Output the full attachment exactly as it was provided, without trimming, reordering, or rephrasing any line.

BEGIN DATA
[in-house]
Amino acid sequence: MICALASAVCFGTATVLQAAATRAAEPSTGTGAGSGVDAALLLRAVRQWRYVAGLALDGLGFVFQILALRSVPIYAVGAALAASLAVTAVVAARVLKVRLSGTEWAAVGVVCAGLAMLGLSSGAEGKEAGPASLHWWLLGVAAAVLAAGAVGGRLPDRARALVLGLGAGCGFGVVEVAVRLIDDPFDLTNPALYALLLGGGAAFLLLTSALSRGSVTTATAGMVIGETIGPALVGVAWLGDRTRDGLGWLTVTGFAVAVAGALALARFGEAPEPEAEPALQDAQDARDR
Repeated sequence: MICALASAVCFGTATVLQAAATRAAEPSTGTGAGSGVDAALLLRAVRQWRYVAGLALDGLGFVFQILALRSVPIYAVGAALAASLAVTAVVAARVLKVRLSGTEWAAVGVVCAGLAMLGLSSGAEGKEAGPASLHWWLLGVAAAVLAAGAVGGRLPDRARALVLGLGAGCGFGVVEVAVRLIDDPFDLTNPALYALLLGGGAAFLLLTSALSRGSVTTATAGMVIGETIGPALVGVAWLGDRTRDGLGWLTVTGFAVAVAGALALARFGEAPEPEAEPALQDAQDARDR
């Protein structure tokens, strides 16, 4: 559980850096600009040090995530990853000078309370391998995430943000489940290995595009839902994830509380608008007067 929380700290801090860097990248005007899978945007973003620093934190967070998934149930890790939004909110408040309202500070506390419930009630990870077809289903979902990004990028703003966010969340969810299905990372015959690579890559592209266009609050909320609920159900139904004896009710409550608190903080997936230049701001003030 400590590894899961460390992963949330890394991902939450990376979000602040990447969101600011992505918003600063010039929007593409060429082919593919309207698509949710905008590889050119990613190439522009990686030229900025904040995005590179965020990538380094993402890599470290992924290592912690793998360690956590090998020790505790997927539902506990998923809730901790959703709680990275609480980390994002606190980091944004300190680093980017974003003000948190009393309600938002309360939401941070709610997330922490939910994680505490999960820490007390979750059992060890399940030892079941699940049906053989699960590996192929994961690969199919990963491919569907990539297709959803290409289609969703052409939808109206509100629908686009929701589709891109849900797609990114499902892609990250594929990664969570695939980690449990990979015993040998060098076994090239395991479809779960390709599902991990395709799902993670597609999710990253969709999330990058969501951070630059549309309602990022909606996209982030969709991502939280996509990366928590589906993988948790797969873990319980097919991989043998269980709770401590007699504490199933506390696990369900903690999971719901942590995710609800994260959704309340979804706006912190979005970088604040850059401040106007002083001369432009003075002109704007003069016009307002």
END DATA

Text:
[in-house]
Amino acid sequence: MICALASAVCFGTATVLQAAATRAAEPSTGTGAGSGVDAALLLRAVRQWRYVAGLALDGLGFVFQILALRSVPIYAVGAALAASLAVTAVVAARVLKVRLSGTEWAAVGVVCAGLAMLGLSSGAEGKEAGPASLHWWLLGVAAAVLAAGAVGGRLPDRARALVLGLGAGCGFGVVEVAVRLIDDPFDLTNPALYALLLGGGAAFLLLTSALSRGSVTTATAGMVIGETIGPALVGVAWLGDRTRDGLGWLTVTGFAVAVAGALALARFGEAPEPEAEPALQDAQDARDR
Repeated sequence: MICALASAVCFGTATVLQAAATRAAEPSTGTGAGSGVDAALLLRAVRQWRYVAGLALDGLGFVFQILALRSVPIYAVGAALAASLAVTAVVAARVLKVRLSGTEWAAVGVVCAGLAMLGLSSGAEGKEAGPASLHWWLLGVAAAVLAAGAVGGRLPDRARALVLGLGAGCGFGVVEVAVRLIDDPFDLTNPALYALLLGGGAAFLLLTSALSRGSVTTATAGMVIGETIGPALVGVAWLGDRTRDGLGWLTVTGFAVAVAGALALARFGEAPEPEAEPALQDAQDARDR
């Protein structure tokens, strides 16, 4: 559980850096600009040090995530990853000078309370391998995430943000489940290995595009839902994830509380608008007067 929380700290801090860097990248005007899978945007973003620093934190967070998934149930890790939004909110408040309202500070506390419930009630990870077809289903979902990004990028703003966010969340969810299905990372015959690579890559592209266009609050909320609920159900139904004896009710409550608190903080997936230049701001003030 400590590894899961460390992963949330890394991902939450990376979000602040990447969101600011992505918003600063010039929007593409060429082919593919309207698509949710905008590889050119990613190439522009990686030229900025904040995005590179965020990538380094993402890599470290992924290592912690793998360690956590090998020790505790997927539902506990998923809730901790959703709680990275609480980390994002606190980091944004300190680093980017974003003000948190009393309600938002309360939401941070709610997330922490939910994680505490999960820490007390979750059992060890399940030892079941699940049906053989699960590996192929994961690969199919990963491919569907990539297709959803290409289609969703052409939808109206509100629908686009929701589709891109849900797609990114499902892609990250594929990664969570695939980690449990990979015993040998060098076994090239395991479809779960390709599902991990395709799902993670597609999710990253969709999330990058969501951070630059549309309602990022909606996209982030969709991502939280996509990366928590589906993988948790797969873990319980097919991989043998269980709770401590007699504490199933506390696990369900903690999971719901942590995710609800994260959704309340979804706006912190979005970088604040850059401040106007002083001369432009003075002109704007003069016009307002």